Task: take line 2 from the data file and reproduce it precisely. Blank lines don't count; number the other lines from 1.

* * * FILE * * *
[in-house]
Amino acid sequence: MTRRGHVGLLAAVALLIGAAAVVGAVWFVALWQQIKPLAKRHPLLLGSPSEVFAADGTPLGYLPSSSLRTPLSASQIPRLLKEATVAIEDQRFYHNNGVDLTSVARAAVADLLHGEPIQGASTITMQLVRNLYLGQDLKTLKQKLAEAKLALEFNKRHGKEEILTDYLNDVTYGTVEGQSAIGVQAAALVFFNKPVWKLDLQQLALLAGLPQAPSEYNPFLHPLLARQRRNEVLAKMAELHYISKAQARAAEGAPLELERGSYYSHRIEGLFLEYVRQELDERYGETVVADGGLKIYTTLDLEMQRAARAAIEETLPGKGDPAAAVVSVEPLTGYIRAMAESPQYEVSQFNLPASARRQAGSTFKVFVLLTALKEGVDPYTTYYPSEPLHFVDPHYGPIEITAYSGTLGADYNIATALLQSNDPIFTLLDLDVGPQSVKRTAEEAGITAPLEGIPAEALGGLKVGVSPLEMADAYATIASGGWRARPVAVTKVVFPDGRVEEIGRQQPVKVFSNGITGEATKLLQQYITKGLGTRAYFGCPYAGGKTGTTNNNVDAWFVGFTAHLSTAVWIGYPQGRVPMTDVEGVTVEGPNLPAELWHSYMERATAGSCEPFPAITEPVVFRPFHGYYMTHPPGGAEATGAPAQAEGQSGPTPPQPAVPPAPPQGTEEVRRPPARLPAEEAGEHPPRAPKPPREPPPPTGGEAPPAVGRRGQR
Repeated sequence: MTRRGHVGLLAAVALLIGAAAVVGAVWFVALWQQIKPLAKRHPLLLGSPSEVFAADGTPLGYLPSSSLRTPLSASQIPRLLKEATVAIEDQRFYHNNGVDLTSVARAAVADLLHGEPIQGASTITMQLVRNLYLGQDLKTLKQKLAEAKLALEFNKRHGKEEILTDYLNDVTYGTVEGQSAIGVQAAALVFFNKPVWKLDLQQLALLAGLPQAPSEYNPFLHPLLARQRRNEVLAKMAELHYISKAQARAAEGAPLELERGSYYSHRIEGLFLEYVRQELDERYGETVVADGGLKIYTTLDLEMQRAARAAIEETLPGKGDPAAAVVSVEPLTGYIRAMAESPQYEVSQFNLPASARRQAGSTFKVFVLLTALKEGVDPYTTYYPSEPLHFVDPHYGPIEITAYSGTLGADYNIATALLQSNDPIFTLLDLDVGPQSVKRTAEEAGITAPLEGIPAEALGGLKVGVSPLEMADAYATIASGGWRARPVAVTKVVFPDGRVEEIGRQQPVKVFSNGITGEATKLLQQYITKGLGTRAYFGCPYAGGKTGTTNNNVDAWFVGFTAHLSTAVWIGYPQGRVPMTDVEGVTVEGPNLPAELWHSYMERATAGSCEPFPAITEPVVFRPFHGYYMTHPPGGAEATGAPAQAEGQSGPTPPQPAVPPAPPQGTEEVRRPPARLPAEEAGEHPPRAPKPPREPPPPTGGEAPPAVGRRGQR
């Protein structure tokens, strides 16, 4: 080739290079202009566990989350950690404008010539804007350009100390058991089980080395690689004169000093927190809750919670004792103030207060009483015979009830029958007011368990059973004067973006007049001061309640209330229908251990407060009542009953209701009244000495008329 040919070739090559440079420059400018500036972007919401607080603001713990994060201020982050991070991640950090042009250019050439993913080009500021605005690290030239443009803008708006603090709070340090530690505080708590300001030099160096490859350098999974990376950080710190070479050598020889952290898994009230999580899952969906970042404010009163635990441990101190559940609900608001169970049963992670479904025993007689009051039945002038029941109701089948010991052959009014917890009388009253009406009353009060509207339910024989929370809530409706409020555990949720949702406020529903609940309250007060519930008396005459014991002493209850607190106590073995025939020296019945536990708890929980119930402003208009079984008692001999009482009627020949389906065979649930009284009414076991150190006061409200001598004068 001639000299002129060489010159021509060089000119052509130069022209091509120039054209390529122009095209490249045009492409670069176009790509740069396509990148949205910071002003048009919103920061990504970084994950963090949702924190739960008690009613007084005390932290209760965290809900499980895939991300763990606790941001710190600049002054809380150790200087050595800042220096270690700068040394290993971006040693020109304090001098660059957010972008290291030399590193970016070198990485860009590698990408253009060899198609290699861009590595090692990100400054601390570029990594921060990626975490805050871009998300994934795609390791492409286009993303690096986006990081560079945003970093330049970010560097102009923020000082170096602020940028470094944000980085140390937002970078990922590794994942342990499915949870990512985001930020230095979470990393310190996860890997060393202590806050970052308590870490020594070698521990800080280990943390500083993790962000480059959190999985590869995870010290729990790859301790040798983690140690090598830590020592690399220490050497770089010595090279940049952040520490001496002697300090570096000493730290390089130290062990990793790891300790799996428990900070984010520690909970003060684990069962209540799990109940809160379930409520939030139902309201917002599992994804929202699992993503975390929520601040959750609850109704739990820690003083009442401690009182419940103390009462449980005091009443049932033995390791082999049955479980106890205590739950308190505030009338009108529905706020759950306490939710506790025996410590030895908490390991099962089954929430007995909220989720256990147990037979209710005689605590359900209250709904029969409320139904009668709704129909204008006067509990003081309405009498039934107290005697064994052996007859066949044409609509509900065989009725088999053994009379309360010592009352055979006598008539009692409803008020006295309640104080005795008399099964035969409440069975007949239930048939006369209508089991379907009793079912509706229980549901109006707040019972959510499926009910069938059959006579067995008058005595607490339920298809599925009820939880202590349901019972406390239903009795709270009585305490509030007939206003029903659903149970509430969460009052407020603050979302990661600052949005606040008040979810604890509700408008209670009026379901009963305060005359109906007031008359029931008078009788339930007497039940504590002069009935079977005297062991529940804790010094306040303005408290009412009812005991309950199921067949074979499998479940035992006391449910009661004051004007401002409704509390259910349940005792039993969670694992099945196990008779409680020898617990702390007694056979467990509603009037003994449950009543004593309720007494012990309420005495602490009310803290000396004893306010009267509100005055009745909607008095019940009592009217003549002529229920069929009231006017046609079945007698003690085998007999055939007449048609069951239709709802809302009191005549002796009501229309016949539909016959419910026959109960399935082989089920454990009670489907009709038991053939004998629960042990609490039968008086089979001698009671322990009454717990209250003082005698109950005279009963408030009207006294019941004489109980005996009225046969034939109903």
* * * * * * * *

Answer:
Amino acid sequence: MTRRGHVGLLAAVALLIGAAAVVGAVWFVALWQQIKPLAKRHPLLLGSPSEVFAADGTPLGYLPSSSLRTPLSASQIPRLLKEATVAIEDQRFYHNNGVDLTSVARAAVADLLHGEPIQGASTITMQLVRNLYLGQDLKTLKQKLAEAKLALEFNKRHGKEEILTDYLNDVTYGTVEGQSAIGVQAAALVFFNKPVWKLDLQQLALLAGLPQAPSEYNPFLHPLLARQRRNEVLAKMAELHYISKAQARAAEGAPLELERGSYYSHRIEGLFLEYVRQELDERYGETVVADGGLKIYTTLDLEMQRAARAAIEETLPGKGDPAAAVVSVEPLTGYIRAMAESPQYEVSQFNLPASARRQAGSTFKVFVLLTALKEGVDPYTTYYPSEPLHFVDPHYGPIEITAYSGTLGADYNIATALLQSNDPIFTLLDLDVGPQSVKRTAEEAGITAPLEGIPAEALGGLKVGVSPLEMADAYATIASGGWRARPVAVTKVVFPDGRVEEIGRQQPVKVFSNGITGEATKLLQQYITKGLGTRAYFGCPYAGGKTGTTNNNVDAWFVGFTAHLSTAVWIGYPQGRVPMTDVEGVTVEGPNLPAELWHSYMERATAGSCEPFPAITEPVVFRPFHGYYMTHPPGGAEATGAPAQAEGQSGPTPPQPAVPPAPPQGTEEVRRPPARLPAEEAGEHPPRAPKPPREPPPPTGGEAPPAVGRRGQR